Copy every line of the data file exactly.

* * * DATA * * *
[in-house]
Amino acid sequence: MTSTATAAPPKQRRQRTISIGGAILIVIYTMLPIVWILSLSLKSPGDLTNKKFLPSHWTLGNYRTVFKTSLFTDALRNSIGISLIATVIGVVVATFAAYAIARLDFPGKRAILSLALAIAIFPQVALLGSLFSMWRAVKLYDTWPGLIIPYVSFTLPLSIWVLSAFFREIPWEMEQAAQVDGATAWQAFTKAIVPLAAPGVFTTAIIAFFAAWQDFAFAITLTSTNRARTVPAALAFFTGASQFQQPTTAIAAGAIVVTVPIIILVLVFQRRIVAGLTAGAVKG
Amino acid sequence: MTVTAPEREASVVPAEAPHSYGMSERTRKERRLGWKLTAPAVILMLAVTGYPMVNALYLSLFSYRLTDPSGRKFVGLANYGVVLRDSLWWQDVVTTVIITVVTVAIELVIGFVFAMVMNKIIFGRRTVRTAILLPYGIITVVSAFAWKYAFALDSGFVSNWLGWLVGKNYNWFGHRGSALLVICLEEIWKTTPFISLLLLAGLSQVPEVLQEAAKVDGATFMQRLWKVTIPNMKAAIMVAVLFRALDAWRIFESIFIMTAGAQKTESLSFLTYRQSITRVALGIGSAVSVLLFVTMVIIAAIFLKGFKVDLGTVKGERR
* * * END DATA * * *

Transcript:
[in-house]
Amino acid sequence: MTSTATAAPPKQRRQRTISIGGAILIVIYTMLPIVWILSLSLKSPGDLTNKKFLPSHWTLGNYRTVFKTSLFTDALRNSIGISLIATVIGVVVATFAAYAIARLDFPGKRAILSLALAIAIFPQVALLGSLFSMWRAVKLYDTWPGLIIPYVSFTLPLSIWVLSAFFREIPWEMEQAAQVDGATAWQAFTKAIVPLAAPGVFTTAIIAFFAAWQDFAFAITLTSTNRARTVPAALAFFTGASQFQQPTTAIAAGAIVVTVPIIILVLVFQRRIVAGLTAGAVKG
Amino acid sequence: MTVTAPEREASVVPAEAPHSYGMSERTRKERRLGWKLTAPAVILMLAVTGYPMVNALYLSLFSYRLTDPSGRKFVGLANYGVVLRDSLWWQDVVTTVIITVVTVAIELVIGFVFAMVMNKIIFGRRTVRTAILLPYGIITVVSAFAWKYAFALDSGFVSNWLGWLVGKNYNWFGHRGSALLVICLEEIWKTTPFISLLLLAGLSQVPEVLQEAAKVDGATFMQRLWKVTIPNMKAAIMVAVLFRALDAWRIFESIFIMTAGAQKTESLSFLTYRQSITRVALGIGSAVSVLLFVTMVIIAAIFLKGFKVDLGTVKGERR